64 out of 87 people found the following review useful.
Top notch mystery that kicked off the film noir genre of the 1940s, 1 December 2002
Author: back2wsoc from Chicago, Illinois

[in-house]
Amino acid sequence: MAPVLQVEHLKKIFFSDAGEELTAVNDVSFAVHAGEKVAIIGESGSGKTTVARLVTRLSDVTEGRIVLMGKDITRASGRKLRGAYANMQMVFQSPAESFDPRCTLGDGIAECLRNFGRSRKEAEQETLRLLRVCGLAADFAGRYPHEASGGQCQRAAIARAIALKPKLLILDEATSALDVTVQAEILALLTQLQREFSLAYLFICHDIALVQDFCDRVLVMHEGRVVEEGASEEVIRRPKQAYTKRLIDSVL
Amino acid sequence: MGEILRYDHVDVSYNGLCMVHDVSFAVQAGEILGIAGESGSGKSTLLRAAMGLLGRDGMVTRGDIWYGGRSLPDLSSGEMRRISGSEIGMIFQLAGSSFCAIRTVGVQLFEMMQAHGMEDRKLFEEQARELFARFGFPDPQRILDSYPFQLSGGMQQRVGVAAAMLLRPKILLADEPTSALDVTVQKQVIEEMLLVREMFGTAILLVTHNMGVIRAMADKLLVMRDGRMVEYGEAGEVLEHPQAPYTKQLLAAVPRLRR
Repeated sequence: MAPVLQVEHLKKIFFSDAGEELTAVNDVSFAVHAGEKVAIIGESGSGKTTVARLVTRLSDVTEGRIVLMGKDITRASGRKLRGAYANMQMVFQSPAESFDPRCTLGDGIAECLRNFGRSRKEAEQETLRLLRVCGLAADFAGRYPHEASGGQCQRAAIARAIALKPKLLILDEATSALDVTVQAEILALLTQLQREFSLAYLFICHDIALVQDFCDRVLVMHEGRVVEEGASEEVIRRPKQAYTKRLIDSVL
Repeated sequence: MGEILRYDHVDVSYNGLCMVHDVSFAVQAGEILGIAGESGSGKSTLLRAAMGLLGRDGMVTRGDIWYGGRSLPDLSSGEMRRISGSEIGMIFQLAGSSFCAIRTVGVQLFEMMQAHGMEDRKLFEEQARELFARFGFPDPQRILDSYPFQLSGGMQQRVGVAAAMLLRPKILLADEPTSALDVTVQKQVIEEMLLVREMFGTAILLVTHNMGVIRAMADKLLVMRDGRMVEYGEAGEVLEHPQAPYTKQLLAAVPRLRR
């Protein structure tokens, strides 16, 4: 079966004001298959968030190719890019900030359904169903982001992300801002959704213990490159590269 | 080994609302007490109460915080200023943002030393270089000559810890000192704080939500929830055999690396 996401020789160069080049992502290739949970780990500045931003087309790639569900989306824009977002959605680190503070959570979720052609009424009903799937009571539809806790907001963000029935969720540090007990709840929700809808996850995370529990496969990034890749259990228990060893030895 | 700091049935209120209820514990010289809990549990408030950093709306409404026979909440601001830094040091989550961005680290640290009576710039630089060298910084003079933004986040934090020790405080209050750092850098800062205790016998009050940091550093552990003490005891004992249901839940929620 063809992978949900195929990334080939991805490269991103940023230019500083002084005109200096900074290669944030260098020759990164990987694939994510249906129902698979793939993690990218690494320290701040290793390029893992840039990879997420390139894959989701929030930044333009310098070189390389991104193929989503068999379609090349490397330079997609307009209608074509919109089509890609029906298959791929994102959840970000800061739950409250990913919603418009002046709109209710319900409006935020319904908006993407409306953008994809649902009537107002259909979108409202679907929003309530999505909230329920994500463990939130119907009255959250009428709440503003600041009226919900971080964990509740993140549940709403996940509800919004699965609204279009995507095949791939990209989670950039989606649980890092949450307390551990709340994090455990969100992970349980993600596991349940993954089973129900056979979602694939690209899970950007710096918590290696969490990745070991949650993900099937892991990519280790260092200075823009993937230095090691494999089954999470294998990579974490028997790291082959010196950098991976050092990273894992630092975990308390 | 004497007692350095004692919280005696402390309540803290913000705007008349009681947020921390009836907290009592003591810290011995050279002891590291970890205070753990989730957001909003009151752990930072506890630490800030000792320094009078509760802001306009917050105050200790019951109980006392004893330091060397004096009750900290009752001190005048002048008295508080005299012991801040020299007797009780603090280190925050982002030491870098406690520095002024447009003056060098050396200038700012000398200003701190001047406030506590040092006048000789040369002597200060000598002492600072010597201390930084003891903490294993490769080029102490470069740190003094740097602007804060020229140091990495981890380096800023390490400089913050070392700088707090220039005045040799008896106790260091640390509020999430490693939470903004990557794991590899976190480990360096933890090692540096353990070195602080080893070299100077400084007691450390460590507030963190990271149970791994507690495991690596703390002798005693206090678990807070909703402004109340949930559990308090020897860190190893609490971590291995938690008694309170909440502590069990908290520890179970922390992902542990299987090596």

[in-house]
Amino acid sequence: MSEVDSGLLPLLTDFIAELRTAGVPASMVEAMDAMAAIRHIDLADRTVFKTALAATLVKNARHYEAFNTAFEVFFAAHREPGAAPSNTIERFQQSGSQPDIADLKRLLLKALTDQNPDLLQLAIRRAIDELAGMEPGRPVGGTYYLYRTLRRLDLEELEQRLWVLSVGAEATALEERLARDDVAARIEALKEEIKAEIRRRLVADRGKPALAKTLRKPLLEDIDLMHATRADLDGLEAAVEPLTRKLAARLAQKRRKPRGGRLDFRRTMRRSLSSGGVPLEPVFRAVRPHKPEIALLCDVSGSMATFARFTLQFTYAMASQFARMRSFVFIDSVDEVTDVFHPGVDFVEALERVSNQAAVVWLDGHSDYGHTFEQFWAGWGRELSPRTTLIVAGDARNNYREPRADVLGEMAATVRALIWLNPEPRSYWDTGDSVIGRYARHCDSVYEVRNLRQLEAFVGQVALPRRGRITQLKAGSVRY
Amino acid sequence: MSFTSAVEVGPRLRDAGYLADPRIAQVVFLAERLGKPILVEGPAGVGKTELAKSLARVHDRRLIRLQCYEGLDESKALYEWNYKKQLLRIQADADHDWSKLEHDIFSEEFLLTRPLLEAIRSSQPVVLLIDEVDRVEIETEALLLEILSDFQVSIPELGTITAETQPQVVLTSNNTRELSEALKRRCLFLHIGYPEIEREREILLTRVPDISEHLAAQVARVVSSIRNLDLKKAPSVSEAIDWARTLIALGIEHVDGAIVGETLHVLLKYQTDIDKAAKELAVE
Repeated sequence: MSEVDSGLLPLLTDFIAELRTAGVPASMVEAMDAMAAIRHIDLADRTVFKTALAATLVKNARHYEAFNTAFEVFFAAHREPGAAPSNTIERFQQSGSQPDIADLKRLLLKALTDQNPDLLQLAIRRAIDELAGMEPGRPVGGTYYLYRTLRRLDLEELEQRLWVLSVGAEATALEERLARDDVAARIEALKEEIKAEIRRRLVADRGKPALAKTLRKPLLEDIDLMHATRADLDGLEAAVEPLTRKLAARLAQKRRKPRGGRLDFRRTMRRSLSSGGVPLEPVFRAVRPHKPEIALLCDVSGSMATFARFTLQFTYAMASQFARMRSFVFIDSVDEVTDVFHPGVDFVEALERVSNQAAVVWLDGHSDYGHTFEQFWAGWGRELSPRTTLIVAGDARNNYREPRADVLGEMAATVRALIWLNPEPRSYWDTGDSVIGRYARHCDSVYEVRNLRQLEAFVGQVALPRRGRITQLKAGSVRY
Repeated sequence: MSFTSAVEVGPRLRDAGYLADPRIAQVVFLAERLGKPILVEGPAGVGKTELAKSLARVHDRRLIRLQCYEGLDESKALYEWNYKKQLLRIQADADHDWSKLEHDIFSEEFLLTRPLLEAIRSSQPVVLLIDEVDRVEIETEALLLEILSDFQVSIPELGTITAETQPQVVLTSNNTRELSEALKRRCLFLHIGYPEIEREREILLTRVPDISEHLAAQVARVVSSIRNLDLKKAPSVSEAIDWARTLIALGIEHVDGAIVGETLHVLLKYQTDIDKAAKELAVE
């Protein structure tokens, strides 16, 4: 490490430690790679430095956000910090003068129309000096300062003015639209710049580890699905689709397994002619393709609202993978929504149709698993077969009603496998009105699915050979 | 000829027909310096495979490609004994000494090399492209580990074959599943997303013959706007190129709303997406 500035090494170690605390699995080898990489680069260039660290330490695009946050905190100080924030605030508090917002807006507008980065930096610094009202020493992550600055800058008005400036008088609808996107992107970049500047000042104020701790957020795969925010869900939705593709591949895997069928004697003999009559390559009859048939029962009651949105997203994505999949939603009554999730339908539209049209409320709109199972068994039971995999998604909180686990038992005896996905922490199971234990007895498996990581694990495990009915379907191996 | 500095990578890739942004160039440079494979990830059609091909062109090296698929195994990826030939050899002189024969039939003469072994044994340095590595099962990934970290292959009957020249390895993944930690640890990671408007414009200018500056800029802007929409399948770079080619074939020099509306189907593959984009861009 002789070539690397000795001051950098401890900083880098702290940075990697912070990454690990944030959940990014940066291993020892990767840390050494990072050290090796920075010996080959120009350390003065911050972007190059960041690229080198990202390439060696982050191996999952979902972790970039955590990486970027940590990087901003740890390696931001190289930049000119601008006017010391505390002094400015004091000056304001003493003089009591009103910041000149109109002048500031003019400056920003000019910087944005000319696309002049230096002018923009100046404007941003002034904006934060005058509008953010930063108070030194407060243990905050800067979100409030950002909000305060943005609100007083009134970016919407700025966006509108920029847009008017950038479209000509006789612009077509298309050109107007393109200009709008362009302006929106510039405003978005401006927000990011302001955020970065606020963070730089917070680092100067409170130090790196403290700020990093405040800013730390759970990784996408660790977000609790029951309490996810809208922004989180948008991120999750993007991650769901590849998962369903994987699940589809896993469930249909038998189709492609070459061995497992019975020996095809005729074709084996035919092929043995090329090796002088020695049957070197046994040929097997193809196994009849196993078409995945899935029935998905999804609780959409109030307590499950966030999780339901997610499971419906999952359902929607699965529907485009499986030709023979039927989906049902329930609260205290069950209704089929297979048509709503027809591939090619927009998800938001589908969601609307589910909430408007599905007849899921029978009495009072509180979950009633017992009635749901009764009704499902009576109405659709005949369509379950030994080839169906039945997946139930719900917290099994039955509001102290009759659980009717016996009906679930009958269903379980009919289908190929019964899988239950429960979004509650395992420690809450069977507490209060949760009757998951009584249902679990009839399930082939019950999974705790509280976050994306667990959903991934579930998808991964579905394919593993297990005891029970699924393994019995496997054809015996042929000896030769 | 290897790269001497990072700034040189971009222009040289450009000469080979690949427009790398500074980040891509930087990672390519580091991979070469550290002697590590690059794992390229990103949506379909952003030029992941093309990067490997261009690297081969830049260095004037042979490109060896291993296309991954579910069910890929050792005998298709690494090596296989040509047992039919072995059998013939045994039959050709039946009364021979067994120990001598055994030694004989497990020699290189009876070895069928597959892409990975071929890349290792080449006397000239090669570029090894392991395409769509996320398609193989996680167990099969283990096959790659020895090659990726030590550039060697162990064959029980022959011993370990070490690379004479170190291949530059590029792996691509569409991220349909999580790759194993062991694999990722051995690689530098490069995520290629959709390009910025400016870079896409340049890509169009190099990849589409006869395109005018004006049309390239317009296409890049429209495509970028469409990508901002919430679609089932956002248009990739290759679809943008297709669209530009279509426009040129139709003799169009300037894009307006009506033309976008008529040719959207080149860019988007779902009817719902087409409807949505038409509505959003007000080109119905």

"The Maltese Falcon", scripted and directed by Hollywood first-timer John Huston (from Dashiell Hammett's novel), would go on to become an American film classic. Humphrey Bogart chews the scenery in his star-making turn as acid-tongued private eye Sam Spade, whose association with the beautiful and aloof Brigid O'Shaughnessy (Mary Astor), neurotic Joel Cairo (Peter Lorre), and morbidly obese Kasper Gutman (Sydney Greenstreet, in his Oscar-nominated screen debut) over the recovery of the title object, sets in motion a movie experience that is as much crackling as it is dazzling. While much of the action and dialogue is considerably dated by modern standards, the film's essential power to mystify and entrance remains undiminished despite its age. While this was the third adaptation of Hammett's story (the first was made in 1931 and the second was "Satan Met a Lady" (1936)), this is also the best remembered and most praised, due largely in part to Bogart's seemingly effortless portrayal of the tough but softhearted, world-weary hero. Mary Astor and Lee Patrick were, respectively, the definitive femme fatale and girl Friday, and the villianous roles of Cairo, Gutman and Wilmer (Elisha Cook Jr.) were equally remarkable. What may not be wholly obvious is the fact that these three men have homosexual tendencies (as given in the novel), but just look at what's given: Cairo's delicate speech and manner, Wilmer's questionable quick tempered attitude towards Spade (could this be covering up the fact that he finds Spade attractive?) and Gutman's clutching of Spade's arm when Sam arrives at his hotel room. A polished film noir that gave rise to Bogart's mounting popularity. (Sidenote: The character of Sam Spade was originally offered to George Raft, who turned it down. Raft also turned down "Casablanca" (1942), "High Sierra" (1941) and William Wyler's "Dead End" (1937), all of which went to Bogart and helped to boost his star status. Bogart had Raft to thank for his enduring popularity.) A must-see masterpiece. ****